The Blessing Cup

I wonder if only children know that it is possible to feel lonely in a big family.  One loud family gathering morphs into the next until a loved one says, “Remember when . . . ,” forgetting you weren’t at that particular party.  Or, the house is so full of people eating and laughing that no one notices when you slip out the back door into the silence.

Hence, the importance of the blessing cup!  In our childhood home, the blessing cup was a faded blue pottery goblet.  Mama brought it home and, despite some groans and protests from her hubby and daughters, began the tradition.

Any pretty glass will do the job, but it feels extra special to use the same goblet every time.  Just this year, my youngest sister, Allison, presented me with this one to keep close at hand in my home.


For a delicious “kid wine” recipe, see Allison’s blog, Cowtown Cook.


This month, we celebrated my niece Sally’s sweet 16th birthday party!  My sister’s house was full of smiles and balloons, cake, ice cream, and a bit of chaos. . . until we sat down to perform the ritual of the blessing cup.

“You can go first,” my sister, Julie, offered.  It never fails to surprise me how well she knows me even though we haven’t lived under the same roof for eighteen years.  How caring for her to remember I have a qualm about drinking after people! 🙂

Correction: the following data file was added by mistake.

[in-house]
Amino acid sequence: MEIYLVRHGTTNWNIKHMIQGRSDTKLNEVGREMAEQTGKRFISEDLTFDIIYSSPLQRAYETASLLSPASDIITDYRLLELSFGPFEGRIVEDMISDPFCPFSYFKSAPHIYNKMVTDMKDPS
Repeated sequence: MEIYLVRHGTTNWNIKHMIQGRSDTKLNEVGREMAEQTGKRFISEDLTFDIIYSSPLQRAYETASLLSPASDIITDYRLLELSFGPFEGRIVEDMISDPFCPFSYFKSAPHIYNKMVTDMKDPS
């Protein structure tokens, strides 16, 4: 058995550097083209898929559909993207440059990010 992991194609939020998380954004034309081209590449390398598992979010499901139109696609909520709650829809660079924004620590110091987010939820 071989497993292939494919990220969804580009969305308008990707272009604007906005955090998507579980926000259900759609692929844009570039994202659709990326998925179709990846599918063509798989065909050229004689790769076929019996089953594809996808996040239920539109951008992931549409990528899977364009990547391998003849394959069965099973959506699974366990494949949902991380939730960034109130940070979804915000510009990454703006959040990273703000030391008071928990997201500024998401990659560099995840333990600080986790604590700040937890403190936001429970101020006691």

“Thank you,” I said.  “I’d love to start.”

I reminded Sally that she was our family’s first baby.  We all delighted in her—eight adults shouting “PEEK-A-BOO” at the dinner table every time little Sally moved the big napkin she was hiding behind.  Then, I took a little sip of the sparkling apple juice, or “kid wine,” as the children call it.

Mama told her the story of how we took turns holding her when she was an infant, needing our “Sally therapy.”  She made everything better from the very beginning of her life.

When my eldest son held the cup, he thanked Sally for growing out of the phase of showing him “annoying pictures” of cute football players. 🙂

Daddy said, “I never understood people showing off their grandkids’ pictures until you were born,” his face looked pained as the tears came, “and I experienced the depth of a grandfather’s love.”

Sally’s little sister cried, too, barely being able to choke out that Sally is her best friend.

Around the circle we went, with everyone present, young and old, blessing Sally with a memory, an encouraging word, a compliment—each of us giving love and taking a sip.

Lastly, Sally, teary-eyed on a cushion in the middle of our family huddle, thanked us.  “These things are important to remember,” she said.

Yes, sweet Sally, always know that you are a great big part of this great big family.  It is important to remember how LOVED you are!

2 thoughts on “The Blessing Cup

  1. You are such a blessing to others! Your cup has been lovingly filled up throughout your life and in turn, you freely fill up the cups of those around you. Thank you for making the rest of us award of this tradition. May it continue to bless you and your family and make its way into new families.

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